The Truth About Writers on TV and in the Movies

Last night on Modern Family, a show I love thanks to the entire cast’s impeccable comic timing, regulars Phil and Cameron met a famous novelist on a passenger train. Said novelist, Simon Hastings (played by Simon Templeton, whose real name sounds like a pen name), is writing a mystery novel about a murder on a train, and of course he’s writing … Read More

Thoughts on Clarion, Privilege and Gaiman

So Neil Gaiman—a writer whose success and public image make him a hero to many aspiring writers—tweeted this: It got noticed. Clarion is a workshop for science fiction and fantasy writers, taught by successful established authors in those fields. Its also expensive, long (five to six weeks), and so beyond the reach of a great many aspiring authors. To quote … Read More

Inspiration and “Copperhead Road”

When I teach writing classes, I often play the song “Copperhead Road,” by Steve Earle for the students. If you don’t know it, here’s the video.   When it’s over, I point out what makes the song so extraordinary. It tells the story of three generations of men named Conlee* Pedimore; grandfather was a moonshiner, father was a bootlegger, and … Read More

The Nature of Magic vs Science

Recently best-selling author Dave Farland wrote this article about the cost of magic. It’s an argument I’ve encountered before, and the short version is, everything must have a cost. If you cast a spell, the power has to come from somewhere. It’s the basic Law of the Conservation of Energy, one of the rules that keeps the universe ticking along. In other … Read More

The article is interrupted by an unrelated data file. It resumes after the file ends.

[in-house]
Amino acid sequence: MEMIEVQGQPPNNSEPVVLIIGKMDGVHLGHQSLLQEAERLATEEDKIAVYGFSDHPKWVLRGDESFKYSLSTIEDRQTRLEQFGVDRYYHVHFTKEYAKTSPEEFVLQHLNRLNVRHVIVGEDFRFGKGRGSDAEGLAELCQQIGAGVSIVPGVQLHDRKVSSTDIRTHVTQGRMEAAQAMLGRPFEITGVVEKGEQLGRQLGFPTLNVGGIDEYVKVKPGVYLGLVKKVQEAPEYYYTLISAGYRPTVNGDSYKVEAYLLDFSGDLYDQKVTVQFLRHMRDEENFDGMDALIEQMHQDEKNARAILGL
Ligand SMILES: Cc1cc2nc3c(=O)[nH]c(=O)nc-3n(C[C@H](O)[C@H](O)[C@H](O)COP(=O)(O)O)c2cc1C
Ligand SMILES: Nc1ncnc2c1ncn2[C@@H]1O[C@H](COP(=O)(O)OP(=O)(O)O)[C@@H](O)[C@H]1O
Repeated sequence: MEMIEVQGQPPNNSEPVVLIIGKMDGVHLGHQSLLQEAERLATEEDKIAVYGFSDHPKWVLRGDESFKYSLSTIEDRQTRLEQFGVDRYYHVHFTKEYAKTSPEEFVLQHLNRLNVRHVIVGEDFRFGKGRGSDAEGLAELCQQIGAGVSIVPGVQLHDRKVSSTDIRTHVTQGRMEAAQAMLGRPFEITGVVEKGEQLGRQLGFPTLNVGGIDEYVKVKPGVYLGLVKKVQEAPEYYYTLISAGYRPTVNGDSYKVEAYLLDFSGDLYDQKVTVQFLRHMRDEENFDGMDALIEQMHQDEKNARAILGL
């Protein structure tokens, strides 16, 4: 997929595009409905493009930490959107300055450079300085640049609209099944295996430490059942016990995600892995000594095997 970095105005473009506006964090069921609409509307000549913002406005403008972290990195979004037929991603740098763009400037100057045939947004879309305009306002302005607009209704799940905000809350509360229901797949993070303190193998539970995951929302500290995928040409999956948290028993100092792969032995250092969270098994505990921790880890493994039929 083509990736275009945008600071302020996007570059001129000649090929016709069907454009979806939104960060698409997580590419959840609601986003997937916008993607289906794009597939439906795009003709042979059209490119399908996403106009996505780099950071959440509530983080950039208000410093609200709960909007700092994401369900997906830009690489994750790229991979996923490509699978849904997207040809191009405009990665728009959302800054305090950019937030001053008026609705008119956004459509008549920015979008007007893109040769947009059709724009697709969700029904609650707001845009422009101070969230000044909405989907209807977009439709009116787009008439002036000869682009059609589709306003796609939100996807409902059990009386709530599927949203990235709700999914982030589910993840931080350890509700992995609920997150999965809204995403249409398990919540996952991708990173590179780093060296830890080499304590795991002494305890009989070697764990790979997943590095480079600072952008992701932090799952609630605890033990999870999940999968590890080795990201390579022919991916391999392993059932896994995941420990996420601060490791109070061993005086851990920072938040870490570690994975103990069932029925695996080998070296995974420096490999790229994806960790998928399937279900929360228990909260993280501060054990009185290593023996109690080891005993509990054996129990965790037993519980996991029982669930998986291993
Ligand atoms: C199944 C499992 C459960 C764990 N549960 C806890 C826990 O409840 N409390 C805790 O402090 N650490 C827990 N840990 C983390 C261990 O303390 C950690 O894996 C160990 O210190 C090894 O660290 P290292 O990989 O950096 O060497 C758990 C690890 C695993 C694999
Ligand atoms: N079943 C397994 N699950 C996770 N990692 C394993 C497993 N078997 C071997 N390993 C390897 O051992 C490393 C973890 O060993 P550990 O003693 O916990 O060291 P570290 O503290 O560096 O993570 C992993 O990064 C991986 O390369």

Guest post: Logan Masterson on the Facets of Death

Logan Masterson (that’s not him above) is, like me, a Tennessee writer of speculative fiction. Below he talks about death in fiction, how it affects us, and why it’s important. Facets of Death No, not faces, facets. In fiction. Fictional facets of the very real human experience. Let’s get into that. The Tufa, they have an eye on death, and means … Read More

How everyone, deep down, is “Like Me”

So one time I met Chely Wright. It was around 1998. I worked in a Nashville mall at the Bombay Company, a repulsive chain store that sold overpriced foreign-made furniture and faux artsy knickknacks. I was the assistant manager, and took it as seriously as I did most of my other jobs, which meant that I worked no harder than … Read More

Guest blog: Curious Research and Sightings of the Modern Day Faery

At this year’s Pagan Unity Festival (a.k.a. PUF) I met Kiki Dombrowski, who conducted a workshop on the history and persistence of stories of faerie folk. She was also kind enough to write a guest post for me about this very topic. *** Faery sightings are not so out of the ordinary after all. Tales of real life encounters with … Read More

Guest Post: Touching from a 35-year Distance

April 30 marked the 35-year anniversary of Joy Division’s video for “Love Will Tear Us Apart,” in many ways their most defining, and certainly best-known, song. I discovered their music shortly after the death of singer and lyricist Ian Curtis in 1980, and they’ve been one of my touchstone bands ever since. But I wondered if they were simply a … Read More

Some Thoughts on the Chosen One

There is a concept, a hidden implication, in the original Star Trek series that James T. Kirk might not be unique. He might be merely one of many Starfleet captains out there boldly going, having amazing adventures across the galaxy. After all, the Enterprise is one of a dozen identical starships, and the rest are certainly not sitting in space … Read More

Coming this fall: the ultimate Tufa event

So here’s the big news: On September 18 and 19, 2015, the Enchanted Chalice Renaissance Faire  in Greenville, SC will present the ultimate Tufa event. For the first time ever you’ll have the music that inspired the Tufa, and the music inspired by the Tufa, at the same place as the guy (me) who writes about the Tufa. “Huh?” you say. … Read More